Brexit Boosters: Why the Religious Right Hates the European Union

At the World Congress of Families (WCF) annual summit in Tbilisi. May 17, 2016. Photo: Eana Korbezashvili/

The European Union has been a powerful advocate for advancing the rights of women and LGBT people. That’s why so many Religious Right activists see the EU as an enemy to “traditional values” and the “natural family”—and it helps explain why so many religious conservatives cheered the British vote to leave, and presumably weaken, the EU.

One way the EU’s equality-promoting influence has been felt has been through the requirement that countries wanting to affiliate with the EU make legal changes to meet its human rights standards. And people traveling freely within LGBT-friendly Western European nations help shift cultural attitudes.

Take Latvia, for example. Last year the Washington Post quoted a Latvian gay rights activist marveling over the difference between the overwhelmingly hostile reception that an attempted 2005 pride march received and the large festive celebration that took place last year. Said the activist, “If nobody believed we are becoming an open, democratic society, this is proof of it. We are becoming a normal European country. It’s part of being in the E.U.”

Of course, that kind of legal and cultural change is exactly what religious conservatives and right-wing nationalists are resisting. And that’s why so many American Religious Right activists warmly embrace Vladimir Putin and his allies in the Russian Orthodox Church in spite of Russia’s crackdown on free speech, independent media, religious liberty, and other democratic values.

The American Religious Right has openly sided with Russia in its posturing as the defender of Christian civilization against a decadent and secularist West—which nationalist forces in Russia reportedly disparage as “Gayropa.” The American Family Association’s Bryan Fischer has called Putin “the lion of Christianity, the defender of Christian values, the president that’s calling his nation back to embracing its identity as a nation founded on Christian values.” Anti-gay activist Matt Barber has said Putin is being allowed to “out-Christian our once-Christian nation.”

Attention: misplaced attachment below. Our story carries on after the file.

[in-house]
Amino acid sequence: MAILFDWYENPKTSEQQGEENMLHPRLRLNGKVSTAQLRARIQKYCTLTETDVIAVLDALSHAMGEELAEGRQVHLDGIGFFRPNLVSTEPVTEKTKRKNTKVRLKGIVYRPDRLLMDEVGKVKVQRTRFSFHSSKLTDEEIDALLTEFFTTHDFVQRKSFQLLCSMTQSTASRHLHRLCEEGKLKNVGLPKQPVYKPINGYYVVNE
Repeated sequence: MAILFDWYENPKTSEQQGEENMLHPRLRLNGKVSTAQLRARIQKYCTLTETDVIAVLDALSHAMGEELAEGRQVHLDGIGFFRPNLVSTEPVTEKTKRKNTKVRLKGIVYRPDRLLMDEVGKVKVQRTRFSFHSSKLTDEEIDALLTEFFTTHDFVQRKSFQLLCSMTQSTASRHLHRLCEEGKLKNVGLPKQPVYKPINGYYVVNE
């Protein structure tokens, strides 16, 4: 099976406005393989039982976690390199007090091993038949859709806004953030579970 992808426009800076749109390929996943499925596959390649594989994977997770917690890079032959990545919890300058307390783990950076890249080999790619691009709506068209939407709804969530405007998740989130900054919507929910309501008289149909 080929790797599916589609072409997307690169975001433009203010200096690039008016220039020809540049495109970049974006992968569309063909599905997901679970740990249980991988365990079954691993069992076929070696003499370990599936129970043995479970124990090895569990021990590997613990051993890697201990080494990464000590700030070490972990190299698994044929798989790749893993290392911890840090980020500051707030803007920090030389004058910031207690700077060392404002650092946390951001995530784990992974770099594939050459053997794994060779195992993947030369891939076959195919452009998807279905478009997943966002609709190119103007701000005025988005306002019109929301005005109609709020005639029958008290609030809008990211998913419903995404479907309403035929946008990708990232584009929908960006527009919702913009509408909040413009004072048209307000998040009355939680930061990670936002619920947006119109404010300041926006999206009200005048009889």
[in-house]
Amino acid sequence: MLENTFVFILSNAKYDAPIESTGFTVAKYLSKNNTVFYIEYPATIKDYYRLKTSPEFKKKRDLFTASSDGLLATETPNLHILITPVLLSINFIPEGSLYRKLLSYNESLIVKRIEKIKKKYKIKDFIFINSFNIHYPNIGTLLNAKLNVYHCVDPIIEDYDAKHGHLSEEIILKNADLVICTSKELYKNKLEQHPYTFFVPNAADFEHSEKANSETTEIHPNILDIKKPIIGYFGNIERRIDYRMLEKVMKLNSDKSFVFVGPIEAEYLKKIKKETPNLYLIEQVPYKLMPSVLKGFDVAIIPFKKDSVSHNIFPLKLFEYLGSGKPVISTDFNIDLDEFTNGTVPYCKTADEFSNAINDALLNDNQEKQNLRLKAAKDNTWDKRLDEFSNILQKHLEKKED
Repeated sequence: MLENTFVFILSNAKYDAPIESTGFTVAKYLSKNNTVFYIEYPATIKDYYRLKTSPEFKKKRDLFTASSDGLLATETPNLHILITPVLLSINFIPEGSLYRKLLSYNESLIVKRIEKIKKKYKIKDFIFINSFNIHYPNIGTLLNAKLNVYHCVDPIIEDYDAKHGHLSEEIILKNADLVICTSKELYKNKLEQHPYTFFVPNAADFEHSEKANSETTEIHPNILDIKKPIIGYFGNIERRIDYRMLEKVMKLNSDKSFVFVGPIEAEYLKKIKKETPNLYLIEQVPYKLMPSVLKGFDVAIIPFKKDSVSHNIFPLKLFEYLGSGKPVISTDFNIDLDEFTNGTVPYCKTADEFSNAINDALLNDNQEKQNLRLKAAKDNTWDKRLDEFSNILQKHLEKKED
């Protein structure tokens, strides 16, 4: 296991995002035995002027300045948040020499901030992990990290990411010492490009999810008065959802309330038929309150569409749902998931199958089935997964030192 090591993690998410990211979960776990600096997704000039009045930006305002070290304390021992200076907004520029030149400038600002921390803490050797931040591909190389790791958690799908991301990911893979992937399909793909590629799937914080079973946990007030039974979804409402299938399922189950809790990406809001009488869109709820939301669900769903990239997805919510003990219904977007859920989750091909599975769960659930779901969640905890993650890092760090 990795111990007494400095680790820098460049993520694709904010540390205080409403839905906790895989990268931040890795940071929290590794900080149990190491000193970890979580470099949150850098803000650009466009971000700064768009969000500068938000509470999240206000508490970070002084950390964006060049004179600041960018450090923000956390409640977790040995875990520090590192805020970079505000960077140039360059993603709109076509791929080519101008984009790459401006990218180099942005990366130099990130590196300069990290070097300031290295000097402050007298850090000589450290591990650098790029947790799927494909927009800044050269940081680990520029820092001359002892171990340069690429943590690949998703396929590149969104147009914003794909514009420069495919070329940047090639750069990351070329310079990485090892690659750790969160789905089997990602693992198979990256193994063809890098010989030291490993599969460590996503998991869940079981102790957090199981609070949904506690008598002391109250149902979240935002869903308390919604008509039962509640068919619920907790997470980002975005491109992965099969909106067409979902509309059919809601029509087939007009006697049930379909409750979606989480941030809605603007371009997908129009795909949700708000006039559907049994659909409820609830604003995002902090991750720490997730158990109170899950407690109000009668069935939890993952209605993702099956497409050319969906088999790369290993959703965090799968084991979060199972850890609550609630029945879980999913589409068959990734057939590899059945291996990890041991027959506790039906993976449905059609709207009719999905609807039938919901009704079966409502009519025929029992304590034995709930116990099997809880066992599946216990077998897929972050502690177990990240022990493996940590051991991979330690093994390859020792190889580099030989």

Religious Right figures have especially rallied around Russia’s anti-gay “propaganda” law, a tool for silencing LGBT advocates and media coverage of LGBT issues—and the inspiration for copy-cat legislation popping up in Russia’s sphere of influence. The World Congress of Families’ Larry Jacobs praised the law and gushed that “the Russians might be the Christian saviors to the world.”

The World Congress of Families is a global collection of culture warriors that oppose legal abortion, legal recognition of LGBT rights, and comprehensive sex education. The WCF has a long relationship with Russian politicians, oligarchs, religious leaders, and “pro-family” politicians, what one reporter has called “a Bible Belt-to-Kremlin collaboration around its anti-choice and anti-gay agenda.” The vilification of the European Union and its human rights policies was at center stage at this year’s global WCF summit, held in Tbilisi, Georgia, in May.

It is no accident that the WCF met in Georgia, where this Russia vs. the West dynamic has been keenly felt in recent years. The event’s chair, Levan Vasadze, had led opposition to Georgia’s adoption of an EU-supported nondiscrimination law in 2014; a WCF regional conference in Georgia that year released a declaration calling the law “an unnatural and an artificial imposition of pseudo-morality upon Georgian traditional society.” Vasadze goes even further, calling the law part of “an international agenda” to “destroy the family.”

In advance of the gathering, the WCF home page featured this quote from Vasadze:

The West is attacking our Christian culture with atheism, new forms of socialism and sexual radicalism — worse than what we saw during the last 25 years when we were part of the Soviet empire. This is why we need you to come to Tbilisi and work with us.

In the U.S., just before the WCF meeting, the Christian Broadcasting Network ran a story titled “Western Invasion: Inside Georgia’s Battle Against the Gay Agenda,” in which televangelist and CBN founder Pat Robertson complained that “the fact that the European Union and the U.S. is trying to impose this lifestyle on a little country like Georgia that wants to stay Orthodox is incredible.”

This portrayal of the EU as a cultural bully is echoed by anti-LGBT advocates in Africa, including WCF’s Africa representative Theresa Okafor, who supports harsh anti-gay laws in African countries as necessary to protect the family against the “Trojan horse” of the sexual revolution. At last year’s WCF gathering in Salt Lake City, Okafor denounced “the West” for pressuring African nations to legalize abortion and “yield to sexual orientation and gender identity and what-have-you.”